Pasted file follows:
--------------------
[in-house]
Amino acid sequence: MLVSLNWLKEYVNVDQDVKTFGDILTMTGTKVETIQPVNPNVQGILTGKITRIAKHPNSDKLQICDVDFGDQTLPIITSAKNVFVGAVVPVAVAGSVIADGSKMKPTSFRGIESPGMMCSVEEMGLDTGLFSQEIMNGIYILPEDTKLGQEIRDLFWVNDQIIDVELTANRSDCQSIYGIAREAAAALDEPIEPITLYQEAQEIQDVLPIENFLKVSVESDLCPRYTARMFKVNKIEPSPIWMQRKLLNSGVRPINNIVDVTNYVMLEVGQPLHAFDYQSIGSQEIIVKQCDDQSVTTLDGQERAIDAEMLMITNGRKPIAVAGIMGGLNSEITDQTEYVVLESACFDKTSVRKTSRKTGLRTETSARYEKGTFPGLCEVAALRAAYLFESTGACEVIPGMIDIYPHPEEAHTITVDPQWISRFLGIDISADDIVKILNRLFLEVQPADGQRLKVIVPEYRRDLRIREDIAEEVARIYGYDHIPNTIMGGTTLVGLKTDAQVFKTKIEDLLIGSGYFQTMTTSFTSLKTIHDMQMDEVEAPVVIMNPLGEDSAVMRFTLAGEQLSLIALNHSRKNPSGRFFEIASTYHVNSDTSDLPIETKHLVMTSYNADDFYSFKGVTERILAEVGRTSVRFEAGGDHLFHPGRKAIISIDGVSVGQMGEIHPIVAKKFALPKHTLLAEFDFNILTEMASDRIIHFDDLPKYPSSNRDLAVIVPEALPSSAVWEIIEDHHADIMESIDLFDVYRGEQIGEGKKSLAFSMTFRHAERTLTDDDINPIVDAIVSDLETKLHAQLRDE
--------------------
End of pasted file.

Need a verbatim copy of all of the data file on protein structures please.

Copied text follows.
[in-house]
Amino acid sequence: MLVSLNWLKEYVNVDQDVKTFGDILTMTGTKVETIQPVNPNVQGILTGKITRIAKHPNSDKLQICDVDFGDQTLPIITSAKNVFVGAVVPVAVAGSVIADGSKMKPTSFRGIESPGMMCSVEEMGLDTGLFSQEIMNGIYILPEDTKLGQEIRDLFWVNDQIIDVELTANRSDCQSIYGIAREAAAALDEPIEPITLYQEAQEIQDVLPIENFLKVSVESDLCPRYTARMFKVNKIEPSPIWMQRKLLNSGVRPINNIVDVTNYVMLEVGQPLHAFDYQSIGSQEIIVKQCDDQSVTTLDGQERAIDAEMLMITNGRKPIAVAGIMGGLNSEITDQTEYVVLESACFDKTSVRKTSRKTGLRTETSARYEKGTFPGLCEVAALRAAYLFESTGACEVIPGMIDIYPHPEEAHTITVDPQWISRFLGIDISADDIVKILNRLFLEVQPADGQRLKVIVPEYRRDLRIREDIAEEVARIYGYDHIPNTIMGGTTLVGLKTDAQVFKTKIEDLLIGSGYFQTMTTSFTSLKTIHDMQMDEVEAPVVIMNPLGEDSAVMRFTLAGEQLSLIALNHSRKNPSGRFFEIASTYHVNSDTSDLPIETKHLVMTSYNADDFYSFKGVTERILAEVGRTSVRFEAGGDHLFHPGRKAIISIDGVSVGQMGEIHPIVAKKFALPKHTLLAEFDFNILTEMASDRIIHFDDLPKYPSSNRDLAVIVPEALPSSAVWEIIEDHHADIMESIDLFDVYRGEQIGEGKKSLAFSMTFRHAERTLTDDDINPIVDAIVSDLETKLHAQLRDE